Gronthos, S., Mankani, M., Brahim, J., Robey, P. G., & Shi, S. (2000). Postnatal human dental pulp stem cells (DPSCs) in vitro and in vivo. Proc Natl Acad Sci U S A, 97(25), 13625-13630. doi:10.1073/pnas.240309797
Helmy, K. Y., Patel, S. A., Silverio, K., Pliner, L., & Rameshwar, P. (2010). Stem cells and regenerative medicine: accomplishments to date and future promise. Ther Deliv, 1(5), 693-705. doi:10.4155/tde.10.57
Kariminekoo, S., Movassaghpour, A., Rahimzadeh, A., Talebi, M., Shamsasenjan, K., & Akbarzadeh, A. (2016). Implications of mesenchymal stem cells in regenerative medicine. Artif Cells Nanomed Biotechnol, 44(3), 749-757. doi:10.3109/21691401.2015.1129620
Martz, E (2000). Introduction to Flow Cytometry for Microbiology 542, Immunology Laboratory
Maumus, M., Guerit, D., Toupet, K., Jorgensen, C., & Noel, D. (2011). Mesenchymal stem cell-based therapies in regenerative medicine: applications in rheumatology. Stem Cell Res Ther, 2(2), 14. doi:10.1186/scrt55
Mennan, C., Wright, K., Bhattacharjee, A., Balain, B., Richardson, J., & Roberts, S. (2013). Isolation and Characterisation of Mesenchymal Stem Cells from Different Regions of the Human Umbilical Cord. BioMed Research International, 2013, 8. doi:10.1155/2013/916136
Moncada (2014). “Flow Cytometry protocol optimization, Rockland Immunochemicals
Noth, U., Osyczka, A. M., Tuli, R., Hickok, N. J., Danielson, K. G., & Tuan, R. S. (2002). Multilineage mesenchymal differentiation potential of human trabecular bone-derived cells. J Orthop Res, 20(5), 1060-1069. doi:10.1016/s0736-0266(02)00018-9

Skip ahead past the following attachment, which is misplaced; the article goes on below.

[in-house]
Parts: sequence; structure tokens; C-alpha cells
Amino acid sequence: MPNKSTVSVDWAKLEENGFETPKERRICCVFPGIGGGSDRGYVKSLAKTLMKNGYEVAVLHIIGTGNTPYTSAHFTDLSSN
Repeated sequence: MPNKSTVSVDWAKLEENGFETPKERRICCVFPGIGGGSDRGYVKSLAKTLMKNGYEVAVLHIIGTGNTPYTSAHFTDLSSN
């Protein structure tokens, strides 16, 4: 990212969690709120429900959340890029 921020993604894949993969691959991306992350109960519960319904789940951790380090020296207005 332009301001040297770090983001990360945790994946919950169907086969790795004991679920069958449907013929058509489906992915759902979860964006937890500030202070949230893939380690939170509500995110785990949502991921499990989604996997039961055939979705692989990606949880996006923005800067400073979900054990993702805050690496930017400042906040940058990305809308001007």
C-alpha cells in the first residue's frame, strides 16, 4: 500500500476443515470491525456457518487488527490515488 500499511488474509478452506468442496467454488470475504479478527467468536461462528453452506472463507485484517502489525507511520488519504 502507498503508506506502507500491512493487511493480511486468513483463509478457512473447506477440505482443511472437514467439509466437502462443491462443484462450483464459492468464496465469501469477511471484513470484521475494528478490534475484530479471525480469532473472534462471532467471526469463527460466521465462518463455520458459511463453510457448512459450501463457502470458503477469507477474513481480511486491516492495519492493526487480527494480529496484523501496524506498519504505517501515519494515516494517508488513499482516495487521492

Ramos, T. L., Sanchez-Abarca, L. I., Muntion, S., Preciado, S., Puig, N., Lopez-Ruano, G., . . . del Canizo, C. (2016). MSC surface markers (CD44, CD73, and CD90) can identify human MSC-derived extracellular vesicles by conventional flow cytometry. Cell Commun Signal, 14, 2. doi:10.1186/s12964-015-0124-8
Romanov, Y. A., Svintsitskaya, V. A., & Smirnov, V. N. (2003). Searching for alternative sources of postnatal human mesenchymal stem cells: candidate MSC-like cells from umbilical cord. Stem Cells, 21(1), 105-110. doi:10.1634/stemcells.21-1-105
Rothermel, A. L., Wang, Y., Schechner, J., Mook-Kanamori, B., Aird, W. C., Pober, J. S., . . . Johnson, D. R. (2004). Endothelial cells present antigens in vivo. BMC Immunology, 5(1), 5. doi:10.1186/1471-2172-5-5
Wang, L., Abbasi, F., Gaigalas, A. K., Vogt, R. F., & Marti, G. E. (2006). Comparison of fluorescein and phycoerythrin conjugates for quantifying CD20 expression on normal and leukemic B-cells. Cytometry B Clin Cytom, 70(6), 410-415. doi:10.1002/cyto.b.20140
Zuk, P. A., Zhu, M., Ashjian, P., De Ugarte, D. A., Huang, J. I., Mizuno, H., . . . Hedrick, M. H. (2002). Human adipose tissue is a source of multipotent stem cells. Mol Biol Cell, 13(12), 4279-4295. doi:10.1091/mbc.E02-02-0105
...(download the rest of the essay above)